ATA, FMCSA come together to defend electronic logging proposal

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WASHINGTON, D.C. — The American Trucking Associations (ATA) has set aside its beef with the Federal Motor Carrier Safety Administration (FMCSA) over hours-of-service, in order to file an amicus brief supporting its stance on electronic on-board recorders.

The association filed the brief Feb. 24 with the US Court of Appeals for the Seventh Circuit, supporting the agency’s defense of electronic logging devices.

“ATA supports the use of electronic logging devices, which have demonstrated the ability to improve carriers’ compliance with FMCSA’s hours-of-service regulations,” ATA president and CEO Bill Graves said. “With this filing, we urge the Court to reject the calls to prevent fleets from using these powerful compliance tools.”

The Owner-Operator Independent Drivers Association (OOIDA) successfully overturned the agency’s attempt to mandate electronic logging for carriers with a history of HoS violations, arguing the devices could be used to harass drivers.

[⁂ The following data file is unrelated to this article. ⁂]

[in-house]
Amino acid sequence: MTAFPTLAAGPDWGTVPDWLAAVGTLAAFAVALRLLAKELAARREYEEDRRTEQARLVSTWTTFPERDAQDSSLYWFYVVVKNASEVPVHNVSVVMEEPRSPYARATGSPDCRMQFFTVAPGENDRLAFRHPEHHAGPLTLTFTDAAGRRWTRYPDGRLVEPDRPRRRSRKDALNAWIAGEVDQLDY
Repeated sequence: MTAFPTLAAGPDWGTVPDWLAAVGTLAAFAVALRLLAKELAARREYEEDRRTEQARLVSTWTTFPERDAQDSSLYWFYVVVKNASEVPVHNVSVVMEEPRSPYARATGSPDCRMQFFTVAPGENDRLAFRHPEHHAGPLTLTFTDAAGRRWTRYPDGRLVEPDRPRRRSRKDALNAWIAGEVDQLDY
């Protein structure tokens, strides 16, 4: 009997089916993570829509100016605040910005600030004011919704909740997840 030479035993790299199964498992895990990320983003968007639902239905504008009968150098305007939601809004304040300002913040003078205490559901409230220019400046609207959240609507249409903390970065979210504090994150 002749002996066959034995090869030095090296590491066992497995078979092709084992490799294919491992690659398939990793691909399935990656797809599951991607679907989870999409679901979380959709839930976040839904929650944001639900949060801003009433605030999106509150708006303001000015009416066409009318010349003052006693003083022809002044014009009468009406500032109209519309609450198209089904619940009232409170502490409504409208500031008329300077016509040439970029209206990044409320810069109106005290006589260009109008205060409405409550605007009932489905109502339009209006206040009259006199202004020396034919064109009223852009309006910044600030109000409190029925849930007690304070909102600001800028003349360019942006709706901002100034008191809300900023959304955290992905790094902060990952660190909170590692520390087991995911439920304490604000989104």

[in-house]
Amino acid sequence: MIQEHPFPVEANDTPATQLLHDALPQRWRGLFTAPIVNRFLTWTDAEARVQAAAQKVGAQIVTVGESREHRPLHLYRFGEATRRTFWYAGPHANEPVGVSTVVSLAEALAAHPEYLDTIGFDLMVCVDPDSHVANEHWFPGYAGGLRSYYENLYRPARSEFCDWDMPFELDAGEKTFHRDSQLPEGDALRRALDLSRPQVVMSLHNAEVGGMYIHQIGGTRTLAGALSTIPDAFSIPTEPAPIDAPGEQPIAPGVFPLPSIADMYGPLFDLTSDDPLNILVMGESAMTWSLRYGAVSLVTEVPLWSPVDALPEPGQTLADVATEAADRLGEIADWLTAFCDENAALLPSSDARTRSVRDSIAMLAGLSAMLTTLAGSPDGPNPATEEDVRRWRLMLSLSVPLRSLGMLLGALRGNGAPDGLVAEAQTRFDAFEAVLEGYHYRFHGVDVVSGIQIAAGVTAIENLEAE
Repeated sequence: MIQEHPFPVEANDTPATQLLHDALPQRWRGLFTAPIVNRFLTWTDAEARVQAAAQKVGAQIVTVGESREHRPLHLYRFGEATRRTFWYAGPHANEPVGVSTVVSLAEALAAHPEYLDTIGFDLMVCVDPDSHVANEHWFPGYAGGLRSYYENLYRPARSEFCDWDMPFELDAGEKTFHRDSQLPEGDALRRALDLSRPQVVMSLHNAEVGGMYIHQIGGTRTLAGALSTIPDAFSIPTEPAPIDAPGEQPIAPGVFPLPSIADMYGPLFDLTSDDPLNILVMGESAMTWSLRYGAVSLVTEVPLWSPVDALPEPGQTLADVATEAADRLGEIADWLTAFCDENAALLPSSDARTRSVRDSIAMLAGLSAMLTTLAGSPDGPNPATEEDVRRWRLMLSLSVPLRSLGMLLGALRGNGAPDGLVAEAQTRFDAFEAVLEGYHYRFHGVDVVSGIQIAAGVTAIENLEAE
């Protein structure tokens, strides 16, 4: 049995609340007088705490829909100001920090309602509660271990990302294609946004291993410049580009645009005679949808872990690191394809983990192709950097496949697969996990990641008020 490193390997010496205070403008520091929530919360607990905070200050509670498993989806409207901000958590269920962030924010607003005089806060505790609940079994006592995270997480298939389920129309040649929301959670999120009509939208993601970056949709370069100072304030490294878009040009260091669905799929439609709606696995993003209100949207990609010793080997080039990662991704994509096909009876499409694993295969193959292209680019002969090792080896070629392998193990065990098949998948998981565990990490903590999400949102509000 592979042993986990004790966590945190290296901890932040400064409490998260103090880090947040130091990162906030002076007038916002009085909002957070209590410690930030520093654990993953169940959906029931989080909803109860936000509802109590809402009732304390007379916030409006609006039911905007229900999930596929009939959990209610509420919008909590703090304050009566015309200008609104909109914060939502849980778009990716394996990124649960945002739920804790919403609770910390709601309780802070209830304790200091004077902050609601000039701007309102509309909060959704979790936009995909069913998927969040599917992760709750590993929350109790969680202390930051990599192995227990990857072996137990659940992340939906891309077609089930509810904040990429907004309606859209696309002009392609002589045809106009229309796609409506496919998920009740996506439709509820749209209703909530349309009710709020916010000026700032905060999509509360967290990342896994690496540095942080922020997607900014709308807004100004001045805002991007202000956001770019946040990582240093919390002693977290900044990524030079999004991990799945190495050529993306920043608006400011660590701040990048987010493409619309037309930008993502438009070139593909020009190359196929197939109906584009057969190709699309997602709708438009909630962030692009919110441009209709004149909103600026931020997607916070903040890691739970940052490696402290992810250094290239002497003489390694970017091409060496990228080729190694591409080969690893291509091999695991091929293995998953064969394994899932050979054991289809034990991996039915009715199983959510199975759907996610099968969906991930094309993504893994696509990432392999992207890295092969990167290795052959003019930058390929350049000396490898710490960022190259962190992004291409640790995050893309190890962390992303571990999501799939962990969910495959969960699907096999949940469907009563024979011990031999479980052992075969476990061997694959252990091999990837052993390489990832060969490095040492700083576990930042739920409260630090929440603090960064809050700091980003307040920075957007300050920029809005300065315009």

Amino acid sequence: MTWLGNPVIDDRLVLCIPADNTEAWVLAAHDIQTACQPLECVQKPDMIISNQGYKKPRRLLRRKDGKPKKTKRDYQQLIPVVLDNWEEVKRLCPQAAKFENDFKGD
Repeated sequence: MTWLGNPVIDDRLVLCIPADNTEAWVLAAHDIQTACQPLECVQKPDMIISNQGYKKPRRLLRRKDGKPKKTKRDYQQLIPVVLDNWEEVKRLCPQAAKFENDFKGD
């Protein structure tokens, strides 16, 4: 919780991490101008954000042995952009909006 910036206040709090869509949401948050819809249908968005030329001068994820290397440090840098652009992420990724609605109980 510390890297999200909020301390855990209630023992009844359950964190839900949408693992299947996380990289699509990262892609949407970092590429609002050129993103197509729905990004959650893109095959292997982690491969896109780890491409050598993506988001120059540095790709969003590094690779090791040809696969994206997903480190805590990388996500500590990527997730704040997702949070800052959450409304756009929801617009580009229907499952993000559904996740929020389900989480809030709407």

“Thousands of responsible, safety-minded truck fleets throughout this country voluntarily use this technology to ensure their drivers are complying with federal hours-of-service requirements,” Graves said. “The Court should dismiss this challenge and reaffirm the longstanding authorization to voluntarily use electronic logging devices while FMCSA works toward addressing questions about a future, wider mandate for their use.”

Meanwhile, closer to home, the Canadian Trucking Alliance continues to run a text message campaign to convince lawmakers to roll out an EOBR mandate. The alliance is encouraging drivers and fleet owners who support an EOBR mandate to text the letters eobr to the number, 77777. Or, to send the letter in French, text: eobrfrench to 77777 to register their support.

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  • If this passes, I will quit long – haul trucking for good. This is the same industry that doesn’t pass its’ increased profits along to the drivers. I have not had a pay raise in almost 12 years, I get no pension, and there is more b*llshit limiting drivers’ ways of making a decent living without working for free all the time. This industry s*cks.

  • It really does s/ck! I sometimes wish I never got into this line of work and look forward to the day I tell them all to KMA! But, I will always stand with band support OOIDA regardless of what I do for a living since no one else cares about the truck drivers who continue to keep this country moving.